It mentions all the best and the worst of this verdant land; in other words, it's got the hidden beaches but also the junta de agua de Berlín.
July 7, 2009
It’s a great book, and for a 19th Century Russian society novel, it’s pulled me in with surprising force. I’ve read and quite enjoyed books like Pride and Prejudice, so I’m no stranger to foofy, old-fashioned stories of debutantes at balls, unrequited love, swooning, and all other that crap. However, I can say without pride that my prejudice lies on Anna Karenina’s side. While reading the book, I intercepted this discreet note from Tolstoy to Jane Austen: “My dear lady, you seem to have dropped your ass. Please allow me to hand it to you. Sincere Greetings, etc, --Lev “Leo” Tolstoy.”
Yesterday evening, in fact, I had time to consider the book more during my “Girl’s Night In,” as I called it in my mind. I only named it that 'cause I realized while it was going on that it was a pretty girly way to spend an evening.* But as I was reflecting on the book over a homemade quesadilla, I seemed to remember that during my Tolstoy class in college, my professor noted that one of the author’s main interests was trying to answer the question “How should one live life?” I have also been grappling with this question of late, as I’m sure many of my friends and contemporaries are. And thus far, the answers have come out jumbled.
One would think that living with a beautiful wife in a foreign country, with a job I enjoy that gives me plenty of free time to--as my grandpa would say--putz around, that I’d be sitting pretty. And indeed, I am quite content with my life right now. But then again, there’s always that itch. What is it about human nature that gives us this striving for something new, something better, something—anything—different than our current position, regardless of how desirable our current state is?
I think I’m just concerned that if I’m not careful, life will pass me by, and that I have an obligation to try to live it to the fullest. Damn you, Ferris Bueller, you were right! But where does that take me now? Should I stay here and live for the rest of my life in this shit-kicking hamlet in the mountains of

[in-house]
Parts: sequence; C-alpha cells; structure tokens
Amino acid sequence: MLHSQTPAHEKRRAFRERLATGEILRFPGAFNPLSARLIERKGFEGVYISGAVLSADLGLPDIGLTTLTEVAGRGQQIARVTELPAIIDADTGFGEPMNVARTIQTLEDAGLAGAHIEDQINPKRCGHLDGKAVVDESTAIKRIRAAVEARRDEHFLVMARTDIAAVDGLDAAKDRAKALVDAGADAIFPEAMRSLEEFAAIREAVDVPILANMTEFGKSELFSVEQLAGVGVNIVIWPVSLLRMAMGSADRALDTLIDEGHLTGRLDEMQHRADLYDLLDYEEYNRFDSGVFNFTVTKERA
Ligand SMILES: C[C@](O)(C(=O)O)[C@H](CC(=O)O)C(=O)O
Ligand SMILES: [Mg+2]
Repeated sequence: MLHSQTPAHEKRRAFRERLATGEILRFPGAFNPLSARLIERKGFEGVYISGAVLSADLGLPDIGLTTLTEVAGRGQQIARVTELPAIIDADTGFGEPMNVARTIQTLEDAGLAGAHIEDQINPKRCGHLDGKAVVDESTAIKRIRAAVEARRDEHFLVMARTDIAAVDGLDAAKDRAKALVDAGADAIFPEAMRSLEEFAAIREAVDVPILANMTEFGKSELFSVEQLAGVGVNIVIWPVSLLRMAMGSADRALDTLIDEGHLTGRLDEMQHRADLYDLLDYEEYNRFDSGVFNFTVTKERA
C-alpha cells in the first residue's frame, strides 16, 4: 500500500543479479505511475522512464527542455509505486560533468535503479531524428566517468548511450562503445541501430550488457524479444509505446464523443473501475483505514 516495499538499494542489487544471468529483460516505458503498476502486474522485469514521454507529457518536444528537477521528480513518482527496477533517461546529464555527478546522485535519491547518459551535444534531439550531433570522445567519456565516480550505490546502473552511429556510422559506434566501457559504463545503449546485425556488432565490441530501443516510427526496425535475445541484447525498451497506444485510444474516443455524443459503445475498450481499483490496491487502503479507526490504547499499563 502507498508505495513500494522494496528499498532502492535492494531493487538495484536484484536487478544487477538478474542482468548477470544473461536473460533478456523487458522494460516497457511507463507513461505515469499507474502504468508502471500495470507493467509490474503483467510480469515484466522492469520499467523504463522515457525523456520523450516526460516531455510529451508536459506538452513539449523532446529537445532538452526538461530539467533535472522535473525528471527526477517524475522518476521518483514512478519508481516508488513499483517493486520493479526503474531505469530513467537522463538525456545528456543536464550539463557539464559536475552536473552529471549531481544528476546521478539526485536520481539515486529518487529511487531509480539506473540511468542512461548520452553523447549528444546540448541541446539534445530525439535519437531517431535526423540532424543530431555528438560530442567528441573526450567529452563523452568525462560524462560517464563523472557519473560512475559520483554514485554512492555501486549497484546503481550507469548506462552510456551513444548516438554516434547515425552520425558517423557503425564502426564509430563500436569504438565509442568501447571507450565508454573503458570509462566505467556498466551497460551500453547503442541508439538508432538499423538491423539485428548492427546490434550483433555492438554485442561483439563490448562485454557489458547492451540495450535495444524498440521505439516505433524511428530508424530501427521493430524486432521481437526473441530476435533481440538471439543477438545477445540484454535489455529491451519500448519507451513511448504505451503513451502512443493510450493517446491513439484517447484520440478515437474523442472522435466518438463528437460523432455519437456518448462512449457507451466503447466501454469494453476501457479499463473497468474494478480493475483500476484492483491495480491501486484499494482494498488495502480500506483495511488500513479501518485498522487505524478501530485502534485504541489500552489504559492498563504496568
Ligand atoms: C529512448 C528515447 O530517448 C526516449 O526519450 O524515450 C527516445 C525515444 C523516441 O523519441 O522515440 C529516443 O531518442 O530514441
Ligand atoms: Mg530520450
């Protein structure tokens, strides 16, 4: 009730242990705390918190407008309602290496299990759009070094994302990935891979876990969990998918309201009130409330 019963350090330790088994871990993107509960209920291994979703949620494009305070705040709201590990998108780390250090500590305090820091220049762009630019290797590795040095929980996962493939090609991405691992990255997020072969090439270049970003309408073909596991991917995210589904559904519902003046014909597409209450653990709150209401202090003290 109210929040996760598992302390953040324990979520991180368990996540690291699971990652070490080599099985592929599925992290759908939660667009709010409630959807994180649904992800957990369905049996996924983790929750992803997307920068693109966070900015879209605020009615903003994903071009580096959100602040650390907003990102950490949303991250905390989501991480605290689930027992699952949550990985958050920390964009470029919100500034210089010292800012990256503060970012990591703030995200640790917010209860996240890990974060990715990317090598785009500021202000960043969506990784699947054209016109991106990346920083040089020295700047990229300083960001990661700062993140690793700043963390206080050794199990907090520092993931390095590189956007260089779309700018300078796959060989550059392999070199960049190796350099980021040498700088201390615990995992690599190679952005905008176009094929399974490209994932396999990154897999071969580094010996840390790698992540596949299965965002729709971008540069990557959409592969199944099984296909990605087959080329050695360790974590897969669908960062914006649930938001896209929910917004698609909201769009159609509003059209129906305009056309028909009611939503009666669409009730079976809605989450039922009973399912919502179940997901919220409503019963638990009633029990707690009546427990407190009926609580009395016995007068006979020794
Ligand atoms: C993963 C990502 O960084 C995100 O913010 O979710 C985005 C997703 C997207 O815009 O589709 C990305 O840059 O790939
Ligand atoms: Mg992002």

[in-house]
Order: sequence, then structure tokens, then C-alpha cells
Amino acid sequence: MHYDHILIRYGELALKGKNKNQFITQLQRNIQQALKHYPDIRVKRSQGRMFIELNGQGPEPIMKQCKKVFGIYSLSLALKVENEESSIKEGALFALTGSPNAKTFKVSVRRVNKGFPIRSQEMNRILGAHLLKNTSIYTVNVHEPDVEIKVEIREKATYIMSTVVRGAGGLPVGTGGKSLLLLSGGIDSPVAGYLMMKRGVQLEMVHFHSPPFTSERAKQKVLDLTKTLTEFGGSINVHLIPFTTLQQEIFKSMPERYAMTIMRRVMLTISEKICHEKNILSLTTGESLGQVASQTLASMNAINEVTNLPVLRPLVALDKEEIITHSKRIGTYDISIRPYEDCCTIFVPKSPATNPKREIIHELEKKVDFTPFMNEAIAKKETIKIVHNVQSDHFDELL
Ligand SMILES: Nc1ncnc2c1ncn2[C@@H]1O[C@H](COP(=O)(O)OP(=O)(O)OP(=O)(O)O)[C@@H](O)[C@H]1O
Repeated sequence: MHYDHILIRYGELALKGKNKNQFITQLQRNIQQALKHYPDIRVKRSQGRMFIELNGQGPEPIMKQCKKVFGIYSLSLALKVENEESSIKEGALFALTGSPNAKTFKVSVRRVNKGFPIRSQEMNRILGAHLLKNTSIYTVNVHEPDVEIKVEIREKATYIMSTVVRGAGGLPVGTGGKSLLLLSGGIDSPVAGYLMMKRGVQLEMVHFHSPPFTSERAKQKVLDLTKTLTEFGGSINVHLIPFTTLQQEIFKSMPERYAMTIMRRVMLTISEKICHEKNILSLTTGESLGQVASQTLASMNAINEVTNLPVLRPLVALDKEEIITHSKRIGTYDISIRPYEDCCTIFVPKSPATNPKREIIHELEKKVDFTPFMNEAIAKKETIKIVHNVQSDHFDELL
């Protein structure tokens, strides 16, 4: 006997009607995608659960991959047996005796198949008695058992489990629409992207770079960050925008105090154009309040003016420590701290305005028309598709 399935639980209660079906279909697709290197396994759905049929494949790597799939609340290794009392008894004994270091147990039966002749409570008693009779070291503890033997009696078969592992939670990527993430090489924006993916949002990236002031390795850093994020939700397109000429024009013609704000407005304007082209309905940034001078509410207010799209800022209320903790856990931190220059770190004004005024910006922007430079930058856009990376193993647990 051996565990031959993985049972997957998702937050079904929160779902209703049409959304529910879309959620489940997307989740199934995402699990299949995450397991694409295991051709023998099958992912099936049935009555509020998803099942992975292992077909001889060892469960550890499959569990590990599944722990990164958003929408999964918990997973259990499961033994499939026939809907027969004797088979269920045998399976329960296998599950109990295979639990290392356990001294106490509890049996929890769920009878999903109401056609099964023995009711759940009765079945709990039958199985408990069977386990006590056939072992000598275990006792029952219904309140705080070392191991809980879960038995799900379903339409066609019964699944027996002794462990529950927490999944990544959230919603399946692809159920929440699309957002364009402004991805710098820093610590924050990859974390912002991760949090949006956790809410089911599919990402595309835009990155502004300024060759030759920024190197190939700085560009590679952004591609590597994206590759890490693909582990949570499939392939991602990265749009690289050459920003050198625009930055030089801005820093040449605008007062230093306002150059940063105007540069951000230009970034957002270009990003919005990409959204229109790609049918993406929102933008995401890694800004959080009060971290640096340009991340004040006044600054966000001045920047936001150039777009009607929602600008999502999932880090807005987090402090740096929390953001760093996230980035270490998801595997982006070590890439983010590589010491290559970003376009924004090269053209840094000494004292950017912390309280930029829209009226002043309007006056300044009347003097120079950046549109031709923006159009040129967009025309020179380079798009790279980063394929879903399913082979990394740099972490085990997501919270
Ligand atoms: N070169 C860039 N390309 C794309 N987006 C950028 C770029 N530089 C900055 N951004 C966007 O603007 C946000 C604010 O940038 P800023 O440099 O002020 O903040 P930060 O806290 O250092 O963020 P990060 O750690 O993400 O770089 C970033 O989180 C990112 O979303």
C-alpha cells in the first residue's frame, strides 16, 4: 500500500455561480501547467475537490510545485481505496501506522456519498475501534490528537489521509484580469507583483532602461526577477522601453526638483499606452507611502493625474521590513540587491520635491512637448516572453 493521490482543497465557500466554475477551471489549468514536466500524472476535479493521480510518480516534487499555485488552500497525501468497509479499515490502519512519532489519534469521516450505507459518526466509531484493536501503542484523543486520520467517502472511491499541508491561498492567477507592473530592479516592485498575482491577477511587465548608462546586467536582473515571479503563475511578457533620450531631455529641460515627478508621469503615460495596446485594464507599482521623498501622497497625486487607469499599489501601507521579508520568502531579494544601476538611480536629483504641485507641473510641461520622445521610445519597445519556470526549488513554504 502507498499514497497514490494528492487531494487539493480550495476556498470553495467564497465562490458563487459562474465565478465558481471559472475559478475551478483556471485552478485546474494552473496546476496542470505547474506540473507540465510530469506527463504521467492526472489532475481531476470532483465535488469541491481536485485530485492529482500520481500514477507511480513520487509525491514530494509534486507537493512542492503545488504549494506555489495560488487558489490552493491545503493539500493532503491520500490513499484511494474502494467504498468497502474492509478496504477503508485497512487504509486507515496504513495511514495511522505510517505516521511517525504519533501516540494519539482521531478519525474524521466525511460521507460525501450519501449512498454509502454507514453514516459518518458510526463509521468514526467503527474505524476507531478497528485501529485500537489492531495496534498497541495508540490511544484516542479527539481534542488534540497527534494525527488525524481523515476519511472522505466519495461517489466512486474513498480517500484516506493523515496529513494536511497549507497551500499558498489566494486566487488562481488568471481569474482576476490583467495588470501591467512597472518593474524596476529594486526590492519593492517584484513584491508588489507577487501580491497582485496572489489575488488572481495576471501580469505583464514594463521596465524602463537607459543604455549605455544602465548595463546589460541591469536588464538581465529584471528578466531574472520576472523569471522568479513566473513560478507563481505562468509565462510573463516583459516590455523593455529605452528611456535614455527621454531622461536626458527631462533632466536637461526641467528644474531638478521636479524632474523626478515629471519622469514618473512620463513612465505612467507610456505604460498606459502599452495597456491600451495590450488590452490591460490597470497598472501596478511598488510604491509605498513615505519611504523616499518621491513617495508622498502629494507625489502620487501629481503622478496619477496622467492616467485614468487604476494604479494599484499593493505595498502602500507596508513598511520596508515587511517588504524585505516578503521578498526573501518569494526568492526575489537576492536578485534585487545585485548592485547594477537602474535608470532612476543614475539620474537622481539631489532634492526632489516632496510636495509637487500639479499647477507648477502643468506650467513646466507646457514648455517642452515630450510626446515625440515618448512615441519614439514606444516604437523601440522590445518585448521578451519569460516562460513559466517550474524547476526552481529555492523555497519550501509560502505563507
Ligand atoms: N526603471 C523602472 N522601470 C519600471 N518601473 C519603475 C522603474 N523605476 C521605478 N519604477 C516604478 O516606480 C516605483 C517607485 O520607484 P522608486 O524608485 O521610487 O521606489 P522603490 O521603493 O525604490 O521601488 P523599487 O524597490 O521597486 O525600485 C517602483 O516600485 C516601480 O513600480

I know that there is a certain urgency to these questions. As my last boss put it, “You gotta figure this stuff out; soon you’ll be 35.” Hmm, well, I hope he meant “30,” but with my hairline, the confusion’s understandable. 30, 35, even 25…whatever. He’s right. I do gotta get this stuff figured out, and soon, if possible. I guess that this confusion is possibly the root of human existence, and if we’re not asking ourselves these questions, we’re probably doing something wrong, or at least attempting to live obliviously in relation to life’s reality, the one, underlying fact behind it all: from the moment we’re born, our days or numbered.
Any suggestions from the crowd?
On a lighter, less wino-sounding note, today is mine and Angela’s second anniversary. At least I got the “essential companion” part of my life figured out. Angela, if you get to an internet café in the next three months and happen to read this, then Te amo! Gracias por todo el amor y todas las felicidades que me das cada día!
*Here’s how the “Girls’ Night In” evening went down: After working in the yard all day—Thank God I did at least something manly!--shoveling rocks and cutting stuff with my machete, I retired to the house. Angela was at work, so I poured myself a glass of cheap, shitty boxed white wine, drew a warm bath, and while listening to music I read through the new Martha Stewart Living that my mom sent me. I was going to read more of Karenina, but I wanted to be sure not to drop it in the tub and get it wet. Even though a lot of the music was stuff like Johnny Cash, Black Sabbath, or The Mars Volta, I still felt it a rather feminine way to spend the evening. All that was missing was a viewing of Angela’s copy of Sleepless In Seattle, a tub of chocolate ice cream, and those old sweatpants that only I like…